I would like to give credit where credit is due. Videos are from YouTube and other sources such as NicoNico while Oricon rankings and other information are translated from the Japanese Wikipedia unless noted.

Sunday, March 8, 2015

Off-Course -- Motto Chikaku ni (もっと近くに)

(karaoke version)

I took a dip into my Twitter account yesterday and just by luck, I saw one of the tweets from a J-Pop Internet radio service mention that this song was currently playing. I had never heard of "Motto Chikaku ni" (As Close As Possible), so I decided to give it a try.

Most of my knowledge of the various works by Off-Course(オフコース)are from their 70s discography of folk and ballads although there are a few that I know from their City Pop/J-AOR 80s. But when I heard "Motto Chikaku ni" midway through the song, I knew right off the bat that this must have been close to the end of their time as a band. For one thing, it's quite peppy and the arrangement is such that it could have easily been packed into an album of Kazumasa Oda(小田和正)as a soloist.

As it turns out, "Motto Chikaku ni" is Off-Course's 33rd single from May 1987, almost a year and a half before the band broke up. Oda wrote and composed the song but American songwriter Randy Goodrum also helped out with the English lyrics. And the story behind how Goodrum helped is pretty quaint and telling of the state of communication technology at the time. According to J-Wiki, things got somewhat tight in the lyric-writing and it was determined that there just wasn't enough time to send over a tape to Goodrum Stateside, so with the assistance of an international phone call from Japan, the main track was played over the phone and an explanation given to the songwriter about the lyrics and idea of the song. Several hours later, he sent over his contribution the same way. I'm not sure if Oda and Goodrum were majorly panicking at the time, but if the same thing happened today, Skype would save the day. Also not sure whether KDD or NTT got some credit as well.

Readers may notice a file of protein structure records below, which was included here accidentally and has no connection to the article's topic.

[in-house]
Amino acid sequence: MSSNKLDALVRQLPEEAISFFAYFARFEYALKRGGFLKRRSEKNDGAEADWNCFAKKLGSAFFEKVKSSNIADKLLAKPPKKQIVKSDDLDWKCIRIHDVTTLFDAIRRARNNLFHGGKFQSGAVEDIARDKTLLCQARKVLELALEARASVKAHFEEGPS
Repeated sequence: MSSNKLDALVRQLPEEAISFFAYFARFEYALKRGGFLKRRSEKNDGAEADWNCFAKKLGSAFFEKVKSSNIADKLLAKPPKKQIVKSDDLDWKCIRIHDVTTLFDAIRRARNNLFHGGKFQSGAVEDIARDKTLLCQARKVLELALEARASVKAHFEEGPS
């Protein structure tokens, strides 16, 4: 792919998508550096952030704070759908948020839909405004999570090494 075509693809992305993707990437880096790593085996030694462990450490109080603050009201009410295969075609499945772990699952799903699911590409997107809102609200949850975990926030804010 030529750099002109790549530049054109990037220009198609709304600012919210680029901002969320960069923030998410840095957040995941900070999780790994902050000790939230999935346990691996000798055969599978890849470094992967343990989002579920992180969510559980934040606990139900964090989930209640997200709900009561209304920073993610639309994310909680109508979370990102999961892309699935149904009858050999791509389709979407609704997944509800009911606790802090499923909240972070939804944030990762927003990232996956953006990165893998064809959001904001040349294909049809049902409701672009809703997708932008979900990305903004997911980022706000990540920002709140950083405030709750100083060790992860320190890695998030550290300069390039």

The song did pretty decently on the charts, getting as high as No. 29. It was also a track on Off-Course's 12th album, "As Close As Possible" which had been released in March 1987, and peaked at No. 2. Since I'm the City Pop/AOR fan, perhaps I should take a closer look at the band's 80s output in more detail, although I think for a lot of folks, Off-Course probably had their heyday in the 70s.

As for Goodrum, well, he co-wrote a number of songs that decade on this side of the Pacific that I loved such as DeBarge's "Who's Holding Donna Now?" and Steve Perry's "Oh, Sherrie".

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